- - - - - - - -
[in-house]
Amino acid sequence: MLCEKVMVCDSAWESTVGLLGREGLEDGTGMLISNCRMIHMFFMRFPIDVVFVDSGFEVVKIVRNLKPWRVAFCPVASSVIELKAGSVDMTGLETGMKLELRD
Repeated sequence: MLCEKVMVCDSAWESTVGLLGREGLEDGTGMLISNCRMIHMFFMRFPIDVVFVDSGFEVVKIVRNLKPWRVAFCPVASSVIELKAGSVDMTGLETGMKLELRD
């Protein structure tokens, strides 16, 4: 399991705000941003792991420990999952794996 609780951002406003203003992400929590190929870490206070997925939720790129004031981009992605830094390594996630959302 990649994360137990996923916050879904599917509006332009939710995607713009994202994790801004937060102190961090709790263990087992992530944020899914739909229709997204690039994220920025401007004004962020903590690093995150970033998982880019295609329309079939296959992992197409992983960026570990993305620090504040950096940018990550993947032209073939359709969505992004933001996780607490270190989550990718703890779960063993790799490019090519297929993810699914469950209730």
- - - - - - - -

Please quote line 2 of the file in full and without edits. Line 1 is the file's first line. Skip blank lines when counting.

Amino acid sequence: MLCEKVMVCDSAWESTVGLLGREGLEDGTGMLISNCRMIHMFFMRFPIDVVFVDSGFEVVKIVRNLKPWRVAFCPVASSVIELKAGSVDMTGLETGMKLELRD